List of Dog Metaphors in Journalism and Their Meanings

Journalism is a tasking profession which requires dedication and professionalism to yield results. Based on the relevance of their job in any society, journalists are expected to play crucial roles in ensuring the sanity of existences, even beyond the role of merely informing the public about happenings of all kinds. The media play an indispensable role in the proper functioning of any society.

Metaphors are expressions used to conceptualise reality. They also explain how the social world and the identities and relations in this world are constructed. This also applies to journalism. The dog metaphor is used to explain the relationship between journalists and the society.

Media advocates, critics and scholars have used a variety of canine metaphors to describe the relationship between the media and other institutions in society. Dogs are used as a metaphor to explain the various ways journalists carry out their duties in the society. Here’s a quick look at the different perspectives of dogs used to describe various kinds of journalist in the society.

Advocates argue that the media serve as watchdogs, protecting the public from abuses by government, corporate and other institutions in society. Critics argue that the media more often are either 1) lap dogs, licking the hands of those in society with power, 2) guard dogs, barking to protect some institutions but not others, or 3) attack dogs, used by their political or industrial owners to launch campaigns against rivals.

Lap Dogs

This is a model of journalism where journalists are seen to be licking the hands of those in society with power. The journalists lack power to bite or hold public office holders accountable. The role the media play here is that of a civic booster. They are afraid of losing support of the elite they get advertisements from. This approach to journalism counters journalists’ self-proclaimed ‘watchdog’ responsibility It suggests that news media are channels through which the agenda of the society’s elites are achieved. The media are accused of supporting and perpetuating the exploitation and social inequalities on which they profit under this model.

The basic tenets of the lapdog theory, according to Franklin, et al., (2005) can be summarized in the following three assumptions. First, the news media do not have independent power so they rely on government, corporate and elite sources for both information and economic support. Second, journalists show neither understanding nor interest in the opinions, attitudes and information requirements of any other group other than those of society’s elite establishment. Third, the news media are characterized by a consistent argumentative and political bias to the benefit of these social and corporate authorities to the extent that they appear to act as their trained pooch. This is a disturbing approach to journalism which is detrimental to the success of democracies as the participatory and representative approaches which characterizes such systems is not upheld by the media.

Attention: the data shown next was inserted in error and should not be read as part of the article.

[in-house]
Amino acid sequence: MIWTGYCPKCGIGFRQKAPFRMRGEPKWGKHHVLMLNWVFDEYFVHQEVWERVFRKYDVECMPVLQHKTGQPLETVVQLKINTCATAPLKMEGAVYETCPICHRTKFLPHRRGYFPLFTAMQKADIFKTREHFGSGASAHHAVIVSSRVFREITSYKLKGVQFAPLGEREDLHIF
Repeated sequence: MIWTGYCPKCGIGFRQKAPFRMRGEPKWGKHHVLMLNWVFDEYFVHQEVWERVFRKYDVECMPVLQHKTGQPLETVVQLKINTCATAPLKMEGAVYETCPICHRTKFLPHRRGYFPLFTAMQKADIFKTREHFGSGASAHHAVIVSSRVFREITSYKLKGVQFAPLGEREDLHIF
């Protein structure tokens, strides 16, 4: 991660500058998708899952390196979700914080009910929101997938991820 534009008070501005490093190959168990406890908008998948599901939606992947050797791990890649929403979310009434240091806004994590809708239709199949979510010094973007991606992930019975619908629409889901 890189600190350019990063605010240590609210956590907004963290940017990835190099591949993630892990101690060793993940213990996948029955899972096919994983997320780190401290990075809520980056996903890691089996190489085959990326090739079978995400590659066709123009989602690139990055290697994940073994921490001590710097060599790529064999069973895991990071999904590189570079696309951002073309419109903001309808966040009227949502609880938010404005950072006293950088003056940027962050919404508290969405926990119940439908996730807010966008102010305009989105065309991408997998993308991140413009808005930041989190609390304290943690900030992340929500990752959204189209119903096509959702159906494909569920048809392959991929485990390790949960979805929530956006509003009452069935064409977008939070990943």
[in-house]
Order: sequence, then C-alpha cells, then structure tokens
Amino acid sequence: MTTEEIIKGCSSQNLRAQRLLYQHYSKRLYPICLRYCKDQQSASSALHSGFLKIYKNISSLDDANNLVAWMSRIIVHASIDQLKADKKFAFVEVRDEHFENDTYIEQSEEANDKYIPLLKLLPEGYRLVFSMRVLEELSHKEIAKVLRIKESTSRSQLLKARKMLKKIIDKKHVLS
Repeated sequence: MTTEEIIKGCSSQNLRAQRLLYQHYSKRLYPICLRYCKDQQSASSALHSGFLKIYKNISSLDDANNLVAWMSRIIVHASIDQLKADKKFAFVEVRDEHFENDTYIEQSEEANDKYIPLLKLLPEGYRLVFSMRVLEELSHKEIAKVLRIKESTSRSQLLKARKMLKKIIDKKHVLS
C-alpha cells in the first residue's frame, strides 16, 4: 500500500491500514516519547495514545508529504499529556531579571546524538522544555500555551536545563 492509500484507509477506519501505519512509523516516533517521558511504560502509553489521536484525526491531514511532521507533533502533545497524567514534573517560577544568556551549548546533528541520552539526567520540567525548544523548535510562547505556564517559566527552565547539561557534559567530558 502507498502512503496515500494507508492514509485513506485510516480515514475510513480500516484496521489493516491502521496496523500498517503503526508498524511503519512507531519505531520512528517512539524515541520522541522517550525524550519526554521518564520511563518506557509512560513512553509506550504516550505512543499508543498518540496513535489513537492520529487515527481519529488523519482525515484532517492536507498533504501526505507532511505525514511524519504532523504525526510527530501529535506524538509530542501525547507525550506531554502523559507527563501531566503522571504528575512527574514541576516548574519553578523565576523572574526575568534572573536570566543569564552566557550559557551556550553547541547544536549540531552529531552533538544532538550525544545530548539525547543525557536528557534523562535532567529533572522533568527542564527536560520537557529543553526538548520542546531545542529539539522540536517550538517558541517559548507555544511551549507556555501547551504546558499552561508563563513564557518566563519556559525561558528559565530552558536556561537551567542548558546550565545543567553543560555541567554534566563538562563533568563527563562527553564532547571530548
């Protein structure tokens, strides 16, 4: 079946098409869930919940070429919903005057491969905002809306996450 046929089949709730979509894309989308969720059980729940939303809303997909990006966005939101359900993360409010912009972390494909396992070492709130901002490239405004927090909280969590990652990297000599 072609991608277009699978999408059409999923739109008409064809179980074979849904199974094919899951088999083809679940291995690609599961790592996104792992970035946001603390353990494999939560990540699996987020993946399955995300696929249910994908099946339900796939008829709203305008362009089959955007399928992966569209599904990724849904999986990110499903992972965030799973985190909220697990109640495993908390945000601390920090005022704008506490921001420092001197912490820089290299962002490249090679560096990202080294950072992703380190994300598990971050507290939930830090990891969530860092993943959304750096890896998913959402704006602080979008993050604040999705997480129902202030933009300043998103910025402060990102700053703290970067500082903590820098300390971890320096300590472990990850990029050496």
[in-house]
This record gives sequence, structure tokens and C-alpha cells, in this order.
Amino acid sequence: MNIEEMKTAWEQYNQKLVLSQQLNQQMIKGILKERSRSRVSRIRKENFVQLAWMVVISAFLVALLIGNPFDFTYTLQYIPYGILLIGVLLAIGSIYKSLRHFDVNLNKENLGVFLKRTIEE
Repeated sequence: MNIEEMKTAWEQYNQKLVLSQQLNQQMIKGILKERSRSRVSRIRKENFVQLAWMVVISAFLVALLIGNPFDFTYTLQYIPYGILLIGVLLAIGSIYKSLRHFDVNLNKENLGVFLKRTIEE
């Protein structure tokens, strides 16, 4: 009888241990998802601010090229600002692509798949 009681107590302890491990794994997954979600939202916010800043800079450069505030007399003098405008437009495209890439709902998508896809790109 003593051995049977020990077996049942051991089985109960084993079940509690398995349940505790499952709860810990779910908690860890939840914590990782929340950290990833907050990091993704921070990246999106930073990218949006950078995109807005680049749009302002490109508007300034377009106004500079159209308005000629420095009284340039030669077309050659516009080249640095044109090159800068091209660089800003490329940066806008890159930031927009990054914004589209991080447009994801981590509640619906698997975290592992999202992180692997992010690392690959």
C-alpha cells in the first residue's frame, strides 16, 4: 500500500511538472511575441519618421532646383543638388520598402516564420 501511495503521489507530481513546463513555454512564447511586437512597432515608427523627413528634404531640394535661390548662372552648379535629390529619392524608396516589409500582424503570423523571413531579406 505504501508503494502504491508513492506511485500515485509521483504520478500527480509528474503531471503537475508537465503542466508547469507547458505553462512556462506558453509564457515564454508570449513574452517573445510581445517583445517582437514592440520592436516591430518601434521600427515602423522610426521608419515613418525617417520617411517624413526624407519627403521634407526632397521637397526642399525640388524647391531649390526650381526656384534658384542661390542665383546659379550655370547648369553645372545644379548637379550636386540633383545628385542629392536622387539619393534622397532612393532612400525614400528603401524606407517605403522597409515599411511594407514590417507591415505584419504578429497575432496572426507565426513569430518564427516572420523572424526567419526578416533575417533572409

Watch Dog

This is central to the role of independent journalism in a democratic society and most journalists take pride in adopting this role by following the principles of fairness, truth, balance and accuracy in their reporting. This model was popularized by the reports of Bob Woodward and Carl Beinstein of Washington Post on the Watergate scandal. It is a typical example of where journalists played the watch dog role in the society. To effectively perform the watchdog role requires ample independence and professional autonomy on the side of journalism. This is a highly valued and shared ideal among journalists that allows them to self­ affirm and legitimize their task and its contribution to democracy.

The watch dog model of journalism plays the Fourth Estate of the Realm function in the society. Here, journalism is able to allow and force people with power, governments in other words, to meet their obligations to the public by publicizing several issues such as a scandal, corruption, and failure to address needs of the public. This is believed to be the primary and professional function journalism should play in any society.

Attack Dog